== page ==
- Share this article on Facebook
- Share this article on Twitter
- Share this article on Email
- Show additional share options
- Share this article on Print
- Share this article on Comment
- Share this article on Whatsapp
- Share this article on Linkedin
- Share this article on Reddit
- Share this article on Pinit
- Share this article on Tumblr
NBC’s Up All Night has lost its star.
Christina Applegate has departed the sophomore comedy, The Hollywood Reporter has confirmed.
“It’s been a great experience working on Up All Night, but the show has taken a different creative direction, and I decided it was best for me to move on to other endeavors,” Applegate said in a statement Friday. “Working with Lorne Michaels has been a dream come true, and I am grateful he brought me into his TV family. I will miss the cast, producers and crew and wish them the best always.”
Ahead of its reboot from a single- to multicamera series, Applegate’s departure comes a month after series creator Emily Spivey also parted ways with the second-year comedy. They follow showrunner Tucker Cawley, who was replaced by Nurse Jackie‘s Linda Wallem as NBC and studio Universal Television opted to make creative changes to the struggling series that also stars Will Arnett and Maya Rudolph.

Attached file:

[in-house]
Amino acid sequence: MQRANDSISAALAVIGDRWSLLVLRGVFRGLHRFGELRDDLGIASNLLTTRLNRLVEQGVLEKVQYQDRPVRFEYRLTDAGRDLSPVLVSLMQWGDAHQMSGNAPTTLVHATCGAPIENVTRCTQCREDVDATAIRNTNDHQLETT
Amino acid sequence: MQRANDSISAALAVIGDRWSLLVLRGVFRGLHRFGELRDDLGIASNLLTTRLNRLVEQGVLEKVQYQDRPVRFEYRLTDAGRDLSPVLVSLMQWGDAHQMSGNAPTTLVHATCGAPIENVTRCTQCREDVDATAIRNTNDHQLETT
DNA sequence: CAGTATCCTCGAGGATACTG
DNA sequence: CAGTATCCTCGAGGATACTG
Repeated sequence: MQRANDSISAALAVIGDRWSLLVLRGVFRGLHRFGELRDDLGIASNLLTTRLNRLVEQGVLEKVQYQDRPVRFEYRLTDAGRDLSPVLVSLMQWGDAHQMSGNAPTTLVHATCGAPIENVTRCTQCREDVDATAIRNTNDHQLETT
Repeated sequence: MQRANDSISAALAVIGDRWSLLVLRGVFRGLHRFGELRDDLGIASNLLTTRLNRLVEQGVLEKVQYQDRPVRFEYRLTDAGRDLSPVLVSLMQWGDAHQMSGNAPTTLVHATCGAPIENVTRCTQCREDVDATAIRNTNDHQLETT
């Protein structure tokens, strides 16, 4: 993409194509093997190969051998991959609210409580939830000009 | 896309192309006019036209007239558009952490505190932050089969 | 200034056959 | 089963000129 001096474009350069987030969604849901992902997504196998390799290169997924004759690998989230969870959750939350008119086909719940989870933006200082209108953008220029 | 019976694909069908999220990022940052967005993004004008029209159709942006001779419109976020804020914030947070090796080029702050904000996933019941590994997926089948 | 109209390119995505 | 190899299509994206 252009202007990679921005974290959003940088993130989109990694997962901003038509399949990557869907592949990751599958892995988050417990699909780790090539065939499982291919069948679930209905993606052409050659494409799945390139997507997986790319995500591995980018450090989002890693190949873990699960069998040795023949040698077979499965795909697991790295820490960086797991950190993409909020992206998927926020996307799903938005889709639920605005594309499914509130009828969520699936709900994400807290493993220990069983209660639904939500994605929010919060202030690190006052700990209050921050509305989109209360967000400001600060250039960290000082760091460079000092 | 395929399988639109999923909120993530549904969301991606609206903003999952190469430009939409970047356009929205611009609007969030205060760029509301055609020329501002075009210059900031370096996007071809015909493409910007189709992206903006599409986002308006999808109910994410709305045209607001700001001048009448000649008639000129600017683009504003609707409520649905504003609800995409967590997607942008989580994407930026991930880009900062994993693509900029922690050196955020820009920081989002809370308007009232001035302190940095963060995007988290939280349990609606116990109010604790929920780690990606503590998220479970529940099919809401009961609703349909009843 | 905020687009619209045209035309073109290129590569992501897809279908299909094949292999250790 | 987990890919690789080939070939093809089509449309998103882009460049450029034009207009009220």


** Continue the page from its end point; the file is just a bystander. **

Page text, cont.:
Crawley, for his part, replaced original showrunner Jon Pollack. The former departed in December to work as a consulting producer on Fox’s The Mindy Project, which is produced by Universal Media Studios.
NBC announced in December that Up All Night was scheduled to resume production in February following a three-month hiatus, with three additional episodes tacked on to its initial order of 16. The Michaels-produced comedy is undergoing a transition from single-camera to a generally cheaper and often broader multicamera format, a process that has entailed building new soundstages to be able to film the series in front of a live studio audience.
Up All Night is scheduled to return to NBC in April or May. The creative changes mark the latest for the comedy this year after the Rudolph’s talk-show format was ditched in the season two premiere in September. All of the tweaks come as NBC looks to refresh their comedy brand as a destination for more broadly appealing fare, which entertainment chief Jennifer Salke outlined in an interview with The Hollywood Reporter in January.
Studio Universal Television declined comment on Applegate and the show’s future. NBC also declined comment on the show’s status.
Sign up for THR news straight to your inbox every day